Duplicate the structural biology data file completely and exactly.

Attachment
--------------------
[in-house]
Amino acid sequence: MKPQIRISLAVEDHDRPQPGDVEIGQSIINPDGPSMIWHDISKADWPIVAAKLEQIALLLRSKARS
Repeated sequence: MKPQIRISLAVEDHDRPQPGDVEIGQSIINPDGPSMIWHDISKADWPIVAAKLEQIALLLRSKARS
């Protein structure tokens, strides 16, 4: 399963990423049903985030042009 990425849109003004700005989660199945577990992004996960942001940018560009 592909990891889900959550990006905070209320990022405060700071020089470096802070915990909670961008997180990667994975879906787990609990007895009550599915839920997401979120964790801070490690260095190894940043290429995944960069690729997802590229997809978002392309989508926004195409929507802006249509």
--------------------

[in-house]
Amino acid sequence: MKPQIRISLAVEDHDRPQPGDVEIGQSIINPDGPSMIWHDISKADWPIVAAKLEQIALLLRSKARS
Repeated sequence: MKPQIRISLAVEDHDRPQPGDVEIGQSIINPDGPSMIWHDISKADWPIVAAKLEQIALLLRSKARS
């Protein structure tokens, strides 16, 4: 399963990423049903985030042009 990425849109003004700005989660199945577990992004996960942001940018560009 592909990891889900959550990006905070209320990022405060700071020089470096802070915990909670961008997180990667994975879906787990609990007895009550599915839920997401979120964790801070490690260095190894940043290429995944960069690729997802590229997809978002392309989508926004195409929507802006249509």